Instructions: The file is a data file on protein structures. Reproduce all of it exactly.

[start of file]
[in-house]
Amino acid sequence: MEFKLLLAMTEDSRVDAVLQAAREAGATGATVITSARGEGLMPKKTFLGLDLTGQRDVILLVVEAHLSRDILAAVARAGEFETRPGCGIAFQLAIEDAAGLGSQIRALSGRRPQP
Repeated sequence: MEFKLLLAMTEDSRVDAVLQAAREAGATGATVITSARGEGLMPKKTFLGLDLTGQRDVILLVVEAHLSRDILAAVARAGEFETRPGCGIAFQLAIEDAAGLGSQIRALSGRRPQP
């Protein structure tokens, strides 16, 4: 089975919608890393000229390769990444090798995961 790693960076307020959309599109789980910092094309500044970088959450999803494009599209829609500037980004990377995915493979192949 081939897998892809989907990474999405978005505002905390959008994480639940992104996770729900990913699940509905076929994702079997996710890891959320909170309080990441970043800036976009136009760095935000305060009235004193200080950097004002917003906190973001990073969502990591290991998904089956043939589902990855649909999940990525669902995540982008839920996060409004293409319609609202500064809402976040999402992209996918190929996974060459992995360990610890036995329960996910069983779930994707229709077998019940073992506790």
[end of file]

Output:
[in-house]
Amino acid sequence: MEFKLLLAMTEDSRVDAVLQAAREAGATGATVITSARGEGLMPKKTFLGLDLTGQRDVILLVVEAHLSRDILAAVARAGEFETRPGCGIAFQLAIEDAAGLGSQIRALSGRRPQP
Repeated sequence: MEFKLLLAMTEDSRVDAVLQAAREAGATGATVITSARGEGLMPKKTFLGLDLTGQRDVILLVVEAHLSRDILAAVARAGEFETRPGCGIAFQLAIEDAAGLGSQIRALSGRRPQP
């Protein structure tokens, strides 16, 4: 089975919608890393000229390769990444090798995961 790693960076307020959309599109789980910092094309500044970088959450999803494009599209829609500037980004990377995915493979192949 081939897998892809989907990474999405978005505002905390959008994480639940992104996770729900990913699940509905076929994702079997996710890891959320909170309080990441970043800036976009136009760095935000305060009235004193200080950097004002917003906190973001990073969502990591290991998904089956043939589902990855649909999940990525669902995540982008839920996060409004293409319609609202500064809402976040999402992209996918190929996974060459992995360990610890036995329960996910069983779930994707229709077998019940073992506790």